Khalida Niaz

PESHAWAR: The life of 30-year-old Madina Bibi from Bajaur tribal district took a turn for the worst when she was hit by a landmine blast and lost her one leg.

She said while talking to TNN that she was only 18 years old when she stepped over a landmine on a mountain. The fingers of one hand of Madina Bibi were also broken in the blast, but her arm remained safe, while her sister-in-law, who was also accompanying her, suffered injuries to her eyes.

Life after landmine blast

Madina Bibi said she used to spend much of her time on bed after the landmine blast and her mother used to look after her. Now that she has grown up, she tries to do something on her own, but faces difficulties due to disability.

No marriage proposal came for Madina Bibi due to her condition, so she continues to live with her parents. She said there are many other women in the area who became victim of landmine blasts.

Law and order in Bajaur

Law and order challenges surfaced in Bajaur, having a population of over a million, in 2008 when kidnappings increased, and barbers were asked not to shave beards, while girls’ schools were also closed by militants. This was followed by blasts at different places and the militants held sway over large areas.

A large-scale military operation named ‘Sher Dil’ was launched in Bajaur with the support of local people, and the military defeated militants in 2010. However, that success came at a huge cost in shape of death of many security personnel, citizens and damages to houses and properties. Militants left behind countless landmines, which also targeted innocent people like Madina Bibi.

No authentic data of those rendered disabled in such incidents is available. However, a report mentioned that artificial limbs were provided to about 100,000 people, and 70,000 of those were the people who were rendered disabled due to landmine blasts and other acts of terror in merged tribal districts.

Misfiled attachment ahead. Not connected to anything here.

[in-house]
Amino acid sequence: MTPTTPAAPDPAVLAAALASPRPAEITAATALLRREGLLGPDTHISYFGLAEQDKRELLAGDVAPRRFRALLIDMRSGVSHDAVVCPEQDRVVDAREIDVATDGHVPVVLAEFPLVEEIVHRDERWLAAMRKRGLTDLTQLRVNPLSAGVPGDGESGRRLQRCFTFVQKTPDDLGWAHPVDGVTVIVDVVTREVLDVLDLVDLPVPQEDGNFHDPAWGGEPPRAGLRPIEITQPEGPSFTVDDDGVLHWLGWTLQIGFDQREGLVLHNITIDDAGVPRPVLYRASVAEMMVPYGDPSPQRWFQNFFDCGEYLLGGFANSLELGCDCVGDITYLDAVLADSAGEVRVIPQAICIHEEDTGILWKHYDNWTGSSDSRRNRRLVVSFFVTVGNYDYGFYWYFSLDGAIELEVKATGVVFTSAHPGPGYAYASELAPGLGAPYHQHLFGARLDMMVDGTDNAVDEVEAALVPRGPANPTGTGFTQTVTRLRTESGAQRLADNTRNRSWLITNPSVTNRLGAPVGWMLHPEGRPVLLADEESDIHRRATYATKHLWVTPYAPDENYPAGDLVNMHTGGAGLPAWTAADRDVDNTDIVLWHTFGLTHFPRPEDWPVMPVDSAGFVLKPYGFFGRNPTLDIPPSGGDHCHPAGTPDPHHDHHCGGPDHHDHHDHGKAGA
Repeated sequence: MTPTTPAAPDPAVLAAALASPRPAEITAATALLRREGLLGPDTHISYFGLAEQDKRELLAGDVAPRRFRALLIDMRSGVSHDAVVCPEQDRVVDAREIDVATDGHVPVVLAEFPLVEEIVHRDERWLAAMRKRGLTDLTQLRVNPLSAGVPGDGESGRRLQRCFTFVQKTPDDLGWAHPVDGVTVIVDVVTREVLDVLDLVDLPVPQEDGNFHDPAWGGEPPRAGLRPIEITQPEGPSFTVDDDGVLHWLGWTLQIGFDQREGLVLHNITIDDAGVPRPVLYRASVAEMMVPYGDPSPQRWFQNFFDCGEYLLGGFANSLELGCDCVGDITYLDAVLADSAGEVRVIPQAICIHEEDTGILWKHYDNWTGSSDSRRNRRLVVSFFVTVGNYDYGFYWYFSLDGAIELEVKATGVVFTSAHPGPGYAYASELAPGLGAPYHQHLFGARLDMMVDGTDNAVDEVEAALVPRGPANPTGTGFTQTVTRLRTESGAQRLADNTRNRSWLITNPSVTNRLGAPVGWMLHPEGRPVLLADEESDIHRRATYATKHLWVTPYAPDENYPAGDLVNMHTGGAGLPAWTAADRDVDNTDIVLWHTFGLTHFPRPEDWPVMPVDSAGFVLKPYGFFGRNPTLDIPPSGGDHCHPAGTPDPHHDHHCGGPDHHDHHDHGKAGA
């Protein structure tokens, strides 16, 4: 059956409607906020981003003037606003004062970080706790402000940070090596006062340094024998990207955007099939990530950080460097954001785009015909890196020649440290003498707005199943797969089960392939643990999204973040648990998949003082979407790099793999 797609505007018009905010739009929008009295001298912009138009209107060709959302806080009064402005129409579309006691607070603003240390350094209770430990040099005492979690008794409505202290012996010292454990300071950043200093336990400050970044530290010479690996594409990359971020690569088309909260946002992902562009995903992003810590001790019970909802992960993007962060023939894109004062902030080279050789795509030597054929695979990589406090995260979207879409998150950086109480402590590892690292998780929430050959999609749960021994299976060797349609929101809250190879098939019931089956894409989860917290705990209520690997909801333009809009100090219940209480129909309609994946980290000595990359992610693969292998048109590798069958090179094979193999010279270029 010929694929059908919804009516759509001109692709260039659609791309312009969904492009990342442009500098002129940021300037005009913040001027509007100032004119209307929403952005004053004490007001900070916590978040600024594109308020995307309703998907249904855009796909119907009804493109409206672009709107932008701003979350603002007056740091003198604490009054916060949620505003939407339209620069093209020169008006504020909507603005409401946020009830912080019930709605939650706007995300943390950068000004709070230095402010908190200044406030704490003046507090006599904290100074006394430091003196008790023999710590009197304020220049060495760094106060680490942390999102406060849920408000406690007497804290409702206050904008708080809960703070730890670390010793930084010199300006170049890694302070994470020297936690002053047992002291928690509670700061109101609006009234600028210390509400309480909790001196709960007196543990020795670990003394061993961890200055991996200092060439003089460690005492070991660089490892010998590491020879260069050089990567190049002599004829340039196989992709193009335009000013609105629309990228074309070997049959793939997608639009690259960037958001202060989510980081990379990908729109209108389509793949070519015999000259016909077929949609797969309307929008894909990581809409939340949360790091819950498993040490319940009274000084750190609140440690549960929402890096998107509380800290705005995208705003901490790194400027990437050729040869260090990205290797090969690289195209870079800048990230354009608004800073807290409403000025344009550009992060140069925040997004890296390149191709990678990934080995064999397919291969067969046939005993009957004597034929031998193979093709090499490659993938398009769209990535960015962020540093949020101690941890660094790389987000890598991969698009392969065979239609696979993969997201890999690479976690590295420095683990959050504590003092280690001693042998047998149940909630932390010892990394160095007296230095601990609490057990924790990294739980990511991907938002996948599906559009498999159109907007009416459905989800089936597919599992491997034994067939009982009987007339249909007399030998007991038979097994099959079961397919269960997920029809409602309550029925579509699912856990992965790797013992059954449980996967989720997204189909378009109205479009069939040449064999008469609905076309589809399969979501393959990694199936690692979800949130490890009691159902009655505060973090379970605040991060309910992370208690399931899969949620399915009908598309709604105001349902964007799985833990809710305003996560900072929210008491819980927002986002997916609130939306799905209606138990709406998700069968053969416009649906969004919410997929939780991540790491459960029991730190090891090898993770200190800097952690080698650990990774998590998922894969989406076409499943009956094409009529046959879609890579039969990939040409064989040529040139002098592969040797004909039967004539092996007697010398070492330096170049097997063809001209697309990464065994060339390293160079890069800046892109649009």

Clearing of landmines by the security forces continues, but still such incidents happen after some time which kill and maim innocent civilians. The tribal elders and social activists are continuously demanding the government to remove landmines from the area.

Demands for clearing of landmines

When Naqeebullah Mehsud, a youth from Waziristan, was killed allegedly in a fake encounter in Karachi, Pakhtun Tahaffuz Movement came into being and its main demand was clearing of landmines from the entire tribal region.

Recently, five lawyers from merged districts have filed a petition in the Peshawar High Court (PHC) for clearing of landmines from merged districts and compensation to victim families.

Sajjad Ahmed Advocate, one of the petitioners, said awareness campaigns must also be carried out in merged districts about the dangers posed by landmines and who to ensure personal and family security under these circumstances. He said according to data collected by him, as many as 800 people had died in 178 such incidents in South Waziristan during the last 13 years, 250 children were rendered disabled, 77 lost eyesight, while 4,000 cattle were also killed.

Airstrikes in merged districts

Not only Bajaur, other tribal districts were also affected badly during the wave of terrorism.

Ali Afzal Afzaal, a senior journalist in Kurram, told TNN that most of Afghan refugees entered Pakistan via Kurram after 9/11 because it touches three provinces of Afghanistan. He said so many people lost their lives in Kurram in terror incidents and sectarian clashes.